In December 2015, an analysis by Climate Action Tracker (CAT) of proposed and existing coal plants, based on the Global Coal Plant Tracker (CAT 2015a), concluded that if we are to avoid the worst effects of climate change, further construction of coal plants must be avoided, and existing plants must be phased out by mid-century. Even with no new coal plant construction, emissions from coal-fired power generation in 2030 would still be 150 percent higher than what is consistent with scenarios limiting warming to below 2°C (CAT 2015a).
The Tanjung Jati-B power plant is expected to be responsible for the premature death of 1,200 Indonesians a year and will also be responsible for emitting large amounts of CO2 into the environment. Sumitomo should immediately withdraw its investment in the project and indeed any further extensions. All financial institutions involved should also withdraw immediately from the proposed 2,000 megawatt extension.
The local fishing community are among the strongest opponents of the proposed expansion to Tanjung Jati-B. The Fisherman Association of Indonesia and the North Jepara Fishermen group have complained of reduced catches since the plant has been in operation. Furthermore of damage to the coral reef; collisions between fishing boats and coal transport barges and the lack of filters for water intake so fish are sucked into the cooling system. The fishermen have also complained that the coal company has failed to meet the standards it had set when Units 3 & 4 were opened in 2007 (see this webpage in Bahasa).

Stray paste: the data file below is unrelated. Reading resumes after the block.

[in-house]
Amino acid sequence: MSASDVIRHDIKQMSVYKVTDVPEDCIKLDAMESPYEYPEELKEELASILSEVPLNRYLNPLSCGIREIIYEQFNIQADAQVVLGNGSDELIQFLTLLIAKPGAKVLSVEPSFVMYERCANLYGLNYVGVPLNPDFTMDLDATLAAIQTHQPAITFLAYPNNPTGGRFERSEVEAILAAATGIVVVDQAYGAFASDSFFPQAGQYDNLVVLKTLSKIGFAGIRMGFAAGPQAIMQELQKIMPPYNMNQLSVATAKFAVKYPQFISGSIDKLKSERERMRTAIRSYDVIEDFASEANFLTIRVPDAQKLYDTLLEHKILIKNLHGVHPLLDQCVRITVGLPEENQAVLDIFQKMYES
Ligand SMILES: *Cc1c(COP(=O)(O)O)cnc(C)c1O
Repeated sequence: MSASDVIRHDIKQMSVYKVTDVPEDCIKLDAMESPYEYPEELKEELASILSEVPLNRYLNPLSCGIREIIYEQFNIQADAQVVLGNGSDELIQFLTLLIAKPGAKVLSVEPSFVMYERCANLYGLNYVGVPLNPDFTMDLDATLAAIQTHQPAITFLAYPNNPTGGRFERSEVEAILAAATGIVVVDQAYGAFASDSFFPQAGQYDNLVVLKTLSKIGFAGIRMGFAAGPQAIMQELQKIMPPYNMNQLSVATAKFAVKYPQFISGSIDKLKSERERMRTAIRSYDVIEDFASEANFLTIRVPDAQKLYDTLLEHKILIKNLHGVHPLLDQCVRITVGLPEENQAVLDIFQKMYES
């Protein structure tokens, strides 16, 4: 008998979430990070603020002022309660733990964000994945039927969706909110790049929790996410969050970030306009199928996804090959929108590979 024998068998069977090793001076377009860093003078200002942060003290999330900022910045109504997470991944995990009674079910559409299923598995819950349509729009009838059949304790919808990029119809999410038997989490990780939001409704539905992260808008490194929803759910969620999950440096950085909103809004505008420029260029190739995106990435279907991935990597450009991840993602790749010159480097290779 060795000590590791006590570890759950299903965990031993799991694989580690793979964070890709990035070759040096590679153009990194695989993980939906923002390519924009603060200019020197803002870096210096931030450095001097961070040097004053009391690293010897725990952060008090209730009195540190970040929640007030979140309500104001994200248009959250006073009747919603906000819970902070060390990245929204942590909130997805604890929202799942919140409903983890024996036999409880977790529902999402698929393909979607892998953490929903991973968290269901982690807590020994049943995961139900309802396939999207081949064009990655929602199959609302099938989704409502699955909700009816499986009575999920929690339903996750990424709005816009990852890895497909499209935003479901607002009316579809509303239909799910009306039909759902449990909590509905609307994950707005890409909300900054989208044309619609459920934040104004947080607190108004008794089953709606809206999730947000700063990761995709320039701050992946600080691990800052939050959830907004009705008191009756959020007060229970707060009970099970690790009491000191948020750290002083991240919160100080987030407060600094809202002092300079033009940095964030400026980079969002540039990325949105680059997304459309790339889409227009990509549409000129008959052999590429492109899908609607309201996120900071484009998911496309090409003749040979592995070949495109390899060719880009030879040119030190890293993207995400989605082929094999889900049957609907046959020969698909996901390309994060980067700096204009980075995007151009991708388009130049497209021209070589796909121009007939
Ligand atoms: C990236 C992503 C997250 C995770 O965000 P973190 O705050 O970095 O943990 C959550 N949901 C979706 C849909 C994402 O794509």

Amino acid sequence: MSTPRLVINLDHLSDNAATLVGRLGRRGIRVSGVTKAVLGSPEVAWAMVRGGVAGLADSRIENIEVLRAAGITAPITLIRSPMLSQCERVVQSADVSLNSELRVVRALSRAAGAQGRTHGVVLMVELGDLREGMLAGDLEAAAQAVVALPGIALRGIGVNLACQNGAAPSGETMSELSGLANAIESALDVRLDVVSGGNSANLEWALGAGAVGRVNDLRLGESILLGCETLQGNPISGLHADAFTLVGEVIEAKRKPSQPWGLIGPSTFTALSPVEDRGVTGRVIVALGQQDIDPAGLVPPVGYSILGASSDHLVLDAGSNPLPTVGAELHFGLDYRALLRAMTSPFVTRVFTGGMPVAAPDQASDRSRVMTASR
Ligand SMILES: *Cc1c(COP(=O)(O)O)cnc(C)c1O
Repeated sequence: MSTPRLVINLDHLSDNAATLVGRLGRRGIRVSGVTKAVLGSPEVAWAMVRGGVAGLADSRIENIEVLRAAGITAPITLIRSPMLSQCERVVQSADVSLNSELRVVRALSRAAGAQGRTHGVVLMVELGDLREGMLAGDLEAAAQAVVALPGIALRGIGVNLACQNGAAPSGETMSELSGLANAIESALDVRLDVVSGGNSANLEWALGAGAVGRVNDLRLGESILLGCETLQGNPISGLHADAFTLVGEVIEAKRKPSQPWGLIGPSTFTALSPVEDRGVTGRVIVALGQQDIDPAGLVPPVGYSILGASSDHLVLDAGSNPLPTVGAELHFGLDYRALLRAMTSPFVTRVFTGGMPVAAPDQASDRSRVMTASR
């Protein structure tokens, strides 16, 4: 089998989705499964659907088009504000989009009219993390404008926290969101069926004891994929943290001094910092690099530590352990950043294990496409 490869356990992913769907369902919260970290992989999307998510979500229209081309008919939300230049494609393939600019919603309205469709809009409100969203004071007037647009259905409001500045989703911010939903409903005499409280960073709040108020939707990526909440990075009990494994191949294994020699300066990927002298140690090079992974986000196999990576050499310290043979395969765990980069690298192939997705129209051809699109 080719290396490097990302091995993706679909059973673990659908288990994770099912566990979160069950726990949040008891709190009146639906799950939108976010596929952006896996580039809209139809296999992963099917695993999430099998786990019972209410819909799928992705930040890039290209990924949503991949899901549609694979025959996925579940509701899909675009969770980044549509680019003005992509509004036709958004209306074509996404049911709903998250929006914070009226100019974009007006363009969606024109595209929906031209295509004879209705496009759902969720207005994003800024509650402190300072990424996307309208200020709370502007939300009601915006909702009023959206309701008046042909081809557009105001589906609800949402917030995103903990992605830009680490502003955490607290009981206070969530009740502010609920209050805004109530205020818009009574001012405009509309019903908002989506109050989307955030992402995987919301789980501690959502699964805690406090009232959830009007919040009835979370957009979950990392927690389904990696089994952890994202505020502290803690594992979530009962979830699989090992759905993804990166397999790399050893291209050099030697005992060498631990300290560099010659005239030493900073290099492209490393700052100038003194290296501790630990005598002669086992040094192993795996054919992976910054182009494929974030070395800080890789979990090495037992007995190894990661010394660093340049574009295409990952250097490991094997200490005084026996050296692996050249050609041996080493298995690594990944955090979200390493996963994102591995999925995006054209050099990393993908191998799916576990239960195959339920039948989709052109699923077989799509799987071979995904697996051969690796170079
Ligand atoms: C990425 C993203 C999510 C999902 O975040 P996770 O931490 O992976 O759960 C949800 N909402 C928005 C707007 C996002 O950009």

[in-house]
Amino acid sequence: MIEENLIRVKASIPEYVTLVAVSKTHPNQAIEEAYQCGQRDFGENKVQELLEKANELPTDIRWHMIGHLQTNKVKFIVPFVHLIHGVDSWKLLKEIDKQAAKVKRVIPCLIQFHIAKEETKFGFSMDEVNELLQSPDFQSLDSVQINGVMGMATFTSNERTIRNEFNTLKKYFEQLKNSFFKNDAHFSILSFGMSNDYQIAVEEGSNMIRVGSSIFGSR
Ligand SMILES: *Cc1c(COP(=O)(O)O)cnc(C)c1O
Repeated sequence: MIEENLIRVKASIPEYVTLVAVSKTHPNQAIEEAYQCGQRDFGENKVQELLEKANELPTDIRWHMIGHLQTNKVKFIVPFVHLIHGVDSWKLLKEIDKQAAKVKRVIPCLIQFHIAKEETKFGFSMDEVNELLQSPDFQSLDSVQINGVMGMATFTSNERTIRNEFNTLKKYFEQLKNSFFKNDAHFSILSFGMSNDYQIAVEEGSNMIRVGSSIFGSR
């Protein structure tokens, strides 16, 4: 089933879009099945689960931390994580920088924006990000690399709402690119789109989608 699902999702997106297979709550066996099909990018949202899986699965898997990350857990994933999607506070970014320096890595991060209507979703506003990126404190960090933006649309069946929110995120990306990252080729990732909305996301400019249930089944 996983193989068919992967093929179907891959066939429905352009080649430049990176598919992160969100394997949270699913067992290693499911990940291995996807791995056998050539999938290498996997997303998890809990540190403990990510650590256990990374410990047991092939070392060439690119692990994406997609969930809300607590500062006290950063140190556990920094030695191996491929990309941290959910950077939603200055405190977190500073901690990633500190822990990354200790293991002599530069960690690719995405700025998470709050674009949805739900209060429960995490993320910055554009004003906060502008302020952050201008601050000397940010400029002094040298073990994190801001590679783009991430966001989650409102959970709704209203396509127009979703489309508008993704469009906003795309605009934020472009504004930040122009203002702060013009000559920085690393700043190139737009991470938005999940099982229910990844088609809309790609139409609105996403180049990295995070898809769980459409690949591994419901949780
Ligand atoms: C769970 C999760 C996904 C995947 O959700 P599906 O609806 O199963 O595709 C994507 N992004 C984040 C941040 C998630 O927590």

Air pollution, health impacts In 2015, Greenpeace and Harvard University modelled the health impacts of air pollution from coal-fired power plants in Indonesia. The findings were extraordinary: Existing coal-fired power plants in Indonesia cause an estimated 6,500 premature deaths every year. Each large new power plant with a 1000 megawatt capacity, is expected to result, on average, in the deaths of 600 Indonesians every year. With Indonesia's plans to build over a hundred new coal-fired power plants, this death toll could rise to 28,300 people every year if all plans are implemented.
The risks include strokes, heart disease, chronic obstructive pulmonary disease, lung cancer and cardiovascular and other respiratory diseases. It is not only the old who are at risk. Indonesia's coal industry is believed to be causing the deaths of about 100 young children every year, from acute respiratory infections. Of particular concern is toxic particulate matter (PM2.5): microscopic particles which are small enough to enter the bloodstream and are linked to respiratory illnesses and lung damage.